To Goodman in Maddox Street where the concept of a Russian steak restaurant is in full swing at a special press dinner. Named after Benny Goodman, the Russian/Jewish jazzman, it’s actually part of a chain that began life in Moscow in 2003. Of course we in the UK are used to the idea of hard people from the frozen North selling us steaks, after all we’ve had Aberdeen Angus steakhouses in London since Putin was a boy.
Weirdly some of the waiters look either like secret service operatives or hired muscle and when I try out my O level Russian on them they reply swiftly, but with a certain suspicion in their looks. Have I been marked for termination after? Well, we’d best get some food in first.
The traditional way to start a meal in a Russian steakhouse is, we are told, with tumblers of vodka and a plate of pickled fish and vegetables. This is very nice indeed and any thoughts about how the vodka is going to sit with the bottle of Malbec now open on the table are dispelled as Mother Russia’s ruin rushes to the brain. Nibbling pensively on a pickled chilli I begin to feel quite comradely all of a sudden.
Rather a la Gaucho Grill the meat is brought around raw to scare/impress you and the waiter points out fillet, T-Bone, New York strip steak etc and, with the help of a scale model of a rather surprised looking cow, explains which bits come from where. The beef itself is sourced from the USA and Australia and is aged in the restaurant’s own aging room for up to 40 days. The steaks are then cooked on a specially imported charcoal grill to an exact internal temperature in the giant kitchen. Of course it’s not just steaks, there’s a range of alternatives like Label Anglais chicken with lemon and thyme, organic salmon carpaccio with tomato seeds and passion fruit, lamb, pork, fish ribs and burgers too, It’s a mix that has seen Goodman – motto A Good Steak for Good Men be very successful in Moscow and at the reasonable prices they’re charging it should work here too.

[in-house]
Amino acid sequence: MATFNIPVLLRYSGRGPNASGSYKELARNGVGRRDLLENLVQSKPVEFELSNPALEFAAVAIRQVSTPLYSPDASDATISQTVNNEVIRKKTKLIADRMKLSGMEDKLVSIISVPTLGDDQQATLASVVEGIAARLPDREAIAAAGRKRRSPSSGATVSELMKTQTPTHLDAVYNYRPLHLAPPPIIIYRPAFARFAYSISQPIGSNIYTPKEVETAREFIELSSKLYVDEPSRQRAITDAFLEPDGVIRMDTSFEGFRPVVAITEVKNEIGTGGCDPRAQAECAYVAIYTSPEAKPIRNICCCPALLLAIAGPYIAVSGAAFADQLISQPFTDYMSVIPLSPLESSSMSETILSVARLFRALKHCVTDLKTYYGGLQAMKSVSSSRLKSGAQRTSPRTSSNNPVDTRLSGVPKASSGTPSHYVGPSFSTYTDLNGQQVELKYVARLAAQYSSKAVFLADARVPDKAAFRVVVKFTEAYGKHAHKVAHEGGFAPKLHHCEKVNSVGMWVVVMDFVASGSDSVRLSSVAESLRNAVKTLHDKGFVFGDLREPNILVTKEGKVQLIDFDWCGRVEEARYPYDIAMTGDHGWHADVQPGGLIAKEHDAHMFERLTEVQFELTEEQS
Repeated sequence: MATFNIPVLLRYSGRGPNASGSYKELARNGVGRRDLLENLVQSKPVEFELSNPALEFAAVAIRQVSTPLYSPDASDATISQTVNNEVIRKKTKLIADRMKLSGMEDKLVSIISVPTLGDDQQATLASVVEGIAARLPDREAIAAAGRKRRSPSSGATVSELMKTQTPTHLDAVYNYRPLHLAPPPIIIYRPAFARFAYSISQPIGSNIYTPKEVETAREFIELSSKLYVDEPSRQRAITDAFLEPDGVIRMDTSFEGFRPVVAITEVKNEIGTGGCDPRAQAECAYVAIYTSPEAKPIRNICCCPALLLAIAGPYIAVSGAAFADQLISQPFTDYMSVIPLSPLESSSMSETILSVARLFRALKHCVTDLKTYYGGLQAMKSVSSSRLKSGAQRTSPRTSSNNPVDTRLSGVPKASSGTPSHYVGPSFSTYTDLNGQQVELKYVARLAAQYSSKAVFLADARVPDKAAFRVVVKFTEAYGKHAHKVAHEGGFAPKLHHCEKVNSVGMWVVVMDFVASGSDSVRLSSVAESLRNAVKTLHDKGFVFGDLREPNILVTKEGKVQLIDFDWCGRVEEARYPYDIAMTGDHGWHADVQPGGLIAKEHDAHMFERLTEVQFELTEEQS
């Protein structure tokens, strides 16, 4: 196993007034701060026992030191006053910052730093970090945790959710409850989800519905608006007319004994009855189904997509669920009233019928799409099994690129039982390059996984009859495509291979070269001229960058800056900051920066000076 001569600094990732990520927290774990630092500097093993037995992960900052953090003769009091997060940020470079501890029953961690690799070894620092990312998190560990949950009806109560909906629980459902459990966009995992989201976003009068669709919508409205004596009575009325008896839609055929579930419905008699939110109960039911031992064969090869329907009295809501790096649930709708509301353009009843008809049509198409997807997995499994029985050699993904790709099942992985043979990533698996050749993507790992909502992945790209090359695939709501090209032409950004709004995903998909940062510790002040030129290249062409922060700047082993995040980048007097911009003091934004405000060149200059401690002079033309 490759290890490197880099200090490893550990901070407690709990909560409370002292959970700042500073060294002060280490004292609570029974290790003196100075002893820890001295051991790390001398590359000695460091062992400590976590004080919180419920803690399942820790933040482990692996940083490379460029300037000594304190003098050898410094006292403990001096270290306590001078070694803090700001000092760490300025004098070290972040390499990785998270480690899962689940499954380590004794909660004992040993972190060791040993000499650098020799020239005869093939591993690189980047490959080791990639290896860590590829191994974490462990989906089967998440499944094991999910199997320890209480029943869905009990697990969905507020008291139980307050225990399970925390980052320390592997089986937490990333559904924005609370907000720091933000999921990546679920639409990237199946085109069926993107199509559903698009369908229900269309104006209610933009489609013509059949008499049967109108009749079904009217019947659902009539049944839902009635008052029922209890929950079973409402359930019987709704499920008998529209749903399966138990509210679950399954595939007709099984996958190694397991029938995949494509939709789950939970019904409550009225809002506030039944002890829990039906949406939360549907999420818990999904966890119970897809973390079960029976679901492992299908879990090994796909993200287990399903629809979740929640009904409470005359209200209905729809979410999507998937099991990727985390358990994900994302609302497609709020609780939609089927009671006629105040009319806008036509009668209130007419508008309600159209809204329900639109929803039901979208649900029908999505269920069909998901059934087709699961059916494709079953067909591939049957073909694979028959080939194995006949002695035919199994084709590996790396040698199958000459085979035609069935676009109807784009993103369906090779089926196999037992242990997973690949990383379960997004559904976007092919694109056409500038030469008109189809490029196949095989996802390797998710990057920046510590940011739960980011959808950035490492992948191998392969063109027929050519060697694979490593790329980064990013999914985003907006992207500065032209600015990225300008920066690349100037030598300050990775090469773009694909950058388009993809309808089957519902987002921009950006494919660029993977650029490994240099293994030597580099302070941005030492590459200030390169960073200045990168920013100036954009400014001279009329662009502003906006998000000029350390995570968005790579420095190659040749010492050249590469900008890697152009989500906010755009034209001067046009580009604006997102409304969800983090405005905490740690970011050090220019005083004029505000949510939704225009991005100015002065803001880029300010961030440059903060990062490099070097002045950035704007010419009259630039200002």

Our steaks were cooked exactly as asked for and had fine flavour, the chips were standard stuff but no complaints, and only the mushrooms half-heartedly lobbed into a too-large bowl seemed disposable. When you go the loo, a tape plays jazz when it senses you open the door and the smell of freshly sawn MDF is quite pleasant really.
It is undeniably odd – the concept of a Russian steakhouse – and their marketing material seems a little lost in a 1980’s time warp but nonetheless you can’t knock a good steak and these are very good steaks.
26 Maddox Street,
(020) 7499 3776